South Africa’s new data privacy law and what it means for you
South Africa’s Protection of Personal Information Act, POPIA is now law. This is good news for South African citizens and residents as the aim of the legislation is to protect their personally identifiable information. But what will POPIA compliance mean for companies?
But what does the new law mean for South African organisations?
For some the answer is, not a great deal. Some South African businesses work with European clients and partners already. Many of these are in finance and telecoms. These businesses already have overhauled their data security in order to comply with the GDPR.
POPIA isn’t a replica of GDPR and will be enforced by a single regulator. In the EU, this number is 27. For those businesses that comply with GDPR, complying with POPIA will be easier but not simple.
For other organisations, however, complying with POPIA will take some work and investment in time and money terms.
A survey in 2019 indicated a significant number of South African organisations were not yet ready for POPIA. In fact, 34% claimed they were not ready for full implementation. It is likely that this number hasn’t changed a great deal since.
Grace period for POPIA Compliance
The good news is that the government has introduced a one year grace period. Organisations now have the time to get up to speed. However, some critics have questioned whether fully implementing POPIA now, is wise. The world is still at the height of a pandemic and this extra burden may place undue hardship on businesses.
Either way, as of the 1st of July of this year, the organisations in the ‘not ready yet’ camp have been put on notice. And now it is time for them to get compliant.
POPIA compliance enforcement is likely to be ruthless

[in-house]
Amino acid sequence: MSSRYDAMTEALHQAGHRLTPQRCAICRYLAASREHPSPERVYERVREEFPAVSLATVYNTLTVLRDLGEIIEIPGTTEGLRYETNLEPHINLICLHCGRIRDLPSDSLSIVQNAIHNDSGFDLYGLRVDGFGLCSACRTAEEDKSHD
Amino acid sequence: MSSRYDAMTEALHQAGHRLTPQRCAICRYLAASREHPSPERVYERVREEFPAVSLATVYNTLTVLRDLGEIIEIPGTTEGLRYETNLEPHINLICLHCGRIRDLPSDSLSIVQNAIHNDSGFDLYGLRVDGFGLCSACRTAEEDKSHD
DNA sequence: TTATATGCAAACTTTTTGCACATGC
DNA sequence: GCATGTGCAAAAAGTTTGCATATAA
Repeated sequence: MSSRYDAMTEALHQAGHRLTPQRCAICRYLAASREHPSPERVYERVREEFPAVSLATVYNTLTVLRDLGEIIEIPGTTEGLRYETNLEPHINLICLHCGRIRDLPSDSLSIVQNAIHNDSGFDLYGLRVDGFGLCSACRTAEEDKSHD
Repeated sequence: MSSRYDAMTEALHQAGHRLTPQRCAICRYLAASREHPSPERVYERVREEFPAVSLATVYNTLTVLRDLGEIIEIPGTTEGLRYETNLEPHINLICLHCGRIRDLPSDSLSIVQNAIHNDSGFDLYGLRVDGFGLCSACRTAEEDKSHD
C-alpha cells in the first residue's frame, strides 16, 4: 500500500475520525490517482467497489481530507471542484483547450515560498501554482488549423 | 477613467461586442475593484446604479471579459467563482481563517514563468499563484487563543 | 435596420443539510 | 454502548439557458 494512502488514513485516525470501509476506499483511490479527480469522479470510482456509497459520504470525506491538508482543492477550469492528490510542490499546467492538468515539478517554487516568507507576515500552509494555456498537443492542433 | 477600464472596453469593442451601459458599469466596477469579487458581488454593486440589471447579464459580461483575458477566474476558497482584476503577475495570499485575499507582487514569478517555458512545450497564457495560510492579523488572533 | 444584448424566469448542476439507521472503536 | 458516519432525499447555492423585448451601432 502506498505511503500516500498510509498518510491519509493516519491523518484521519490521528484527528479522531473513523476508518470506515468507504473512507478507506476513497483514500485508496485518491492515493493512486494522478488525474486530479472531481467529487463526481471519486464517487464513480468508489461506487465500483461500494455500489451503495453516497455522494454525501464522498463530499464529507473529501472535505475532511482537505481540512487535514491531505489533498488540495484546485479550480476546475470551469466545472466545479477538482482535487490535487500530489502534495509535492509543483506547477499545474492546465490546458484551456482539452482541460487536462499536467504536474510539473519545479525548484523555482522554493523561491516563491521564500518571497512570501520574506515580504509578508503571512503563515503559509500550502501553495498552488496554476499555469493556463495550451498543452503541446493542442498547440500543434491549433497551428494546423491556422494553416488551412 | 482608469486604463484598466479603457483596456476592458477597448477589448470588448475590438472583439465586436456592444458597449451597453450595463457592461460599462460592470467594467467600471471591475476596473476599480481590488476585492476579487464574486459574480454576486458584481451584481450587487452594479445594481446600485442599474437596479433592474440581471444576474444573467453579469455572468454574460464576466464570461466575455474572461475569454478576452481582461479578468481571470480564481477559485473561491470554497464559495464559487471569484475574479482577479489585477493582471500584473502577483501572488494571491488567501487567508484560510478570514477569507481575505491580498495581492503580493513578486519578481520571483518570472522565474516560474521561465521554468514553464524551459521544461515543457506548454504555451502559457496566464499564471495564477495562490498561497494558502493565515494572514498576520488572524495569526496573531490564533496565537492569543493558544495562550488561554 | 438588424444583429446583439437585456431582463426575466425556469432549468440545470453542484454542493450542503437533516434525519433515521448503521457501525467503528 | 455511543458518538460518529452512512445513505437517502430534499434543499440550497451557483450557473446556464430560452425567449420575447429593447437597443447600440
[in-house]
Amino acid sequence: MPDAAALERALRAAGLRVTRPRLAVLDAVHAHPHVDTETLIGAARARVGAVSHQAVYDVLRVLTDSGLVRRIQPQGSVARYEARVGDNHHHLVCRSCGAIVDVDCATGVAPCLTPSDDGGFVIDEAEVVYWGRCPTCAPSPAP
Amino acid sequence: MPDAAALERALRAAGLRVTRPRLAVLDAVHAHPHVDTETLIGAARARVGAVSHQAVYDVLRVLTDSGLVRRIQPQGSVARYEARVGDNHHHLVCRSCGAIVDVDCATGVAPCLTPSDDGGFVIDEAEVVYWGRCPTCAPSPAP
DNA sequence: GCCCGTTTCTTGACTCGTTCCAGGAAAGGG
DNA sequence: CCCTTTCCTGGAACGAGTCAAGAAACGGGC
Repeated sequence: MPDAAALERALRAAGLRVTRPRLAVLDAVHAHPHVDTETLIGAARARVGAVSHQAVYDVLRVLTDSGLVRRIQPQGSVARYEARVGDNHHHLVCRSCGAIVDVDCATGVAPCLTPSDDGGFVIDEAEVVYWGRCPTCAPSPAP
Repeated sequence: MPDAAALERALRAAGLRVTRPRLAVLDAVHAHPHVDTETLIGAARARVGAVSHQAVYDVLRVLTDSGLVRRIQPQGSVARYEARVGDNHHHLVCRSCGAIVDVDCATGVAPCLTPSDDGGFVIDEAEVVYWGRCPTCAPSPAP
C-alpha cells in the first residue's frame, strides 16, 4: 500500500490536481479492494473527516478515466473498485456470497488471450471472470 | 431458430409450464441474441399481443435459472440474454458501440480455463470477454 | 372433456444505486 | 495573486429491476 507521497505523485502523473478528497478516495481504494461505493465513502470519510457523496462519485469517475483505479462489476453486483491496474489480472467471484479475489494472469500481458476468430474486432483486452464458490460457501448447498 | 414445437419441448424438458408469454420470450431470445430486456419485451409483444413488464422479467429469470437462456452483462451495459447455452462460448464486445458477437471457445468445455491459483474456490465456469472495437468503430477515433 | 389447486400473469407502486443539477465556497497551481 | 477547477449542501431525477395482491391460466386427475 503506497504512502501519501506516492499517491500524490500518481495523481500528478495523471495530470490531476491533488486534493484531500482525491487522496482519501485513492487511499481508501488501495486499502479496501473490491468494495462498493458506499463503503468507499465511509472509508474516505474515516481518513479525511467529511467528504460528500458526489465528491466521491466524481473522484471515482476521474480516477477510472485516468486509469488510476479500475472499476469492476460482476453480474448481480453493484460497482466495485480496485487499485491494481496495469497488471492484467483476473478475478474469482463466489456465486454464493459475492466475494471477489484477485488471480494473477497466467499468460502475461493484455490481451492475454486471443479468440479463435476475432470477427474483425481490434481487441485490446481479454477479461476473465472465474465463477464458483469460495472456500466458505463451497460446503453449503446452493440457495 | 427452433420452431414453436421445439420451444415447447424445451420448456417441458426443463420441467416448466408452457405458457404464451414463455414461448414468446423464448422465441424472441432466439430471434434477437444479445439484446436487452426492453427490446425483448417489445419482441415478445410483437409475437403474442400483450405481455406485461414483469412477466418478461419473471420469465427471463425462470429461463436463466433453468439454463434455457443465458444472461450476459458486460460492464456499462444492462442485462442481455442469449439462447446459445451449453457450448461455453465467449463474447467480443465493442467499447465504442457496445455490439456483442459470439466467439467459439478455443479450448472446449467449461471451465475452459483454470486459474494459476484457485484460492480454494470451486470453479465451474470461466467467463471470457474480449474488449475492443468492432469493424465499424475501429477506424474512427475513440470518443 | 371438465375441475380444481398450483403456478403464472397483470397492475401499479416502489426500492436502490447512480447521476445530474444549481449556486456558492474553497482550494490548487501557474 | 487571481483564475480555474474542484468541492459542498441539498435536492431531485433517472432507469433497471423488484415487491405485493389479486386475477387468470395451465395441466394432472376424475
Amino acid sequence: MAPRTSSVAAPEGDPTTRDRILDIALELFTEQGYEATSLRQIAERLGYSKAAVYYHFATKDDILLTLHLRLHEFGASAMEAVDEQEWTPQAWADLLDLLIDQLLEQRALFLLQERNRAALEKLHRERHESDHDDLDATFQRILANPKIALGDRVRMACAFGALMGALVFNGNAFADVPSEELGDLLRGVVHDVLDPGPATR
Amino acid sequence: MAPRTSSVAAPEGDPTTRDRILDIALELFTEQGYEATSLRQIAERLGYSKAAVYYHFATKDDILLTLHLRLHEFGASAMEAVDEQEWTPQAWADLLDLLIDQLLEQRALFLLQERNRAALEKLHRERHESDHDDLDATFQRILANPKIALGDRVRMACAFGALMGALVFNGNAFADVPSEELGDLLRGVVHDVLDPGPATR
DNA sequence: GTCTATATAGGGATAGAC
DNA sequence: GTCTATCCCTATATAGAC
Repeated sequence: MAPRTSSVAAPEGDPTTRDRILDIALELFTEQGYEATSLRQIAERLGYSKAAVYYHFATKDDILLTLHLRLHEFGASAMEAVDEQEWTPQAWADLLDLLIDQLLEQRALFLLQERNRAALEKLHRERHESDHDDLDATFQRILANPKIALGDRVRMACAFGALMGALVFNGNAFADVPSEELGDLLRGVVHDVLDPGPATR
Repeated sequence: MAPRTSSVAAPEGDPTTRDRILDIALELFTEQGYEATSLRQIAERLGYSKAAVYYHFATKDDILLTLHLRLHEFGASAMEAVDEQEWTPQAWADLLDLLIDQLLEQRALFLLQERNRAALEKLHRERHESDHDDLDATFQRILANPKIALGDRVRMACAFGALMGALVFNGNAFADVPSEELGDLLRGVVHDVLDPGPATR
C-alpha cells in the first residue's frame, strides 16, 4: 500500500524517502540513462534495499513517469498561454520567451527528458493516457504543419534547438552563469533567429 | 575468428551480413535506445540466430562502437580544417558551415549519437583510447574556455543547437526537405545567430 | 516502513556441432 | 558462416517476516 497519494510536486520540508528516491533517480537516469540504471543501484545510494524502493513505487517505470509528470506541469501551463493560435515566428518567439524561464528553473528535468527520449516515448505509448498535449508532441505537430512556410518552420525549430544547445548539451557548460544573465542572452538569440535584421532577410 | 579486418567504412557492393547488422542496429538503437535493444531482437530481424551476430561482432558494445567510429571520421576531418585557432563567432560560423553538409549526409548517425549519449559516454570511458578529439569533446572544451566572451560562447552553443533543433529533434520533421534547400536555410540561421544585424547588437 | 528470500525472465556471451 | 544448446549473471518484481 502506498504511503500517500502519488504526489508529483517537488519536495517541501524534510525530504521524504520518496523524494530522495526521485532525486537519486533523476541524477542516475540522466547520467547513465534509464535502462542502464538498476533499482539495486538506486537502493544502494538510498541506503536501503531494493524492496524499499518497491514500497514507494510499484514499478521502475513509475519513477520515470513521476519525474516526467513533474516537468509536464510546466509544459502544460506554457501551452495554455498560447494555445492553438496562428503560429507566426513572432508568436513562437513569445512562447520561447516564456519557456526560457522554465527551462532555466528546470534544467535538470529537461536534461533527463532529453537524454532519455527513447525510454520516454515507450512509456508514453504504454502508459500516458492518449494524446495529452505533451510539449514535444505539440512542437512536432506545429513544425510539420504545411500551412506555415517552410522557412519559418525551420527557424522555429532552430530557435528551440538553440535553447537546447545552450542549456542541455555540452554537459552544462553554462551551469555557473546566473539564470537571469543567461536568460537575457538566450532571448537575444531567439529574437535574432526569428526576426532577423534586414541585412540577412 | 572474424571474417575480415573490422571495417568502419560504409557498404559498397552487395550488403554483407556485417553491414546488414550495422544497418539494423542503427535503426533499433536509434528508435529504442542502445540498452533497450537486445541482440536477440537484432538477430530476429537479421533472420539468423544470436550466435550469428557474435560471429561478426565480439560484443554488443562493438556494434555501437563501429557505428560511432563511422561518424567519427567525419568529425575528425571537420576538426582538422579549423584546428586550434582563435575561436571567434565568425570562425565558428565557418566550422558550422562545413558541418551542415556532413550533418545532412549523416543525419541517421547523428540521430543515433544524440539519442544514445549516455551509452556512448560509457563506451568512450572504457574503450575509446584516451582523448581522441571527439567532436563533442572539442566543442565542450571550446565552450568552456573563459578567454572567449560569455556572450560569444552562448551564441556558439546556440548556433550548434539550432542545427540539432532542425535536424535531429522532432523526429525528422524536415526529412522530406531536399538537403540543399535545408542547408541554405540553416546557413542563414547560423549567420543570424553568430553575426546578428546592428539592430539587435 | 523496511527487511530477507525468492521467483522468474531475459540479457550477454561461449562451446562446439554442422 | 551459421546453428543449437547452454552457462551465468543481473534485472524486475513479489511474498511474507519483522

POPIA, which was first passed in 2013 has been a long time coming. Some parts of the regulation passed into law in 2014. Since those initial sections came into effect six years ago, observers have speculated on when the act would come into full force. From sometime in 2019, to 1st April of this year to 1st July when the legislation did come into force
The delays did lead to some frustration amongst South Africans, they were in part attributable to the passing and rolling out of the GDPR. The South African legislators learnt from the EU experience and adjusted POPIA accordingly. This didn’t help businesses with their preparations for POPIA compliance.
However, there will no doubt be a bottleneck for businesses to comply with POPIA as demand increases for consultants in South Africa. Such businesses will need the right skills and technologies as the grace period ends. If left, the demand on deadline day, July 1st 2021 this demand is likely to be immense. It is possible that some companies won’t be able to get compliant in time. Such businesses will have developed their skills on GDPR.
However, given the the already elapsed, organisations in South Africa have had years to prepare for this. Based on that single fact is why the government will be ruthless in its enforcement of POPIA.
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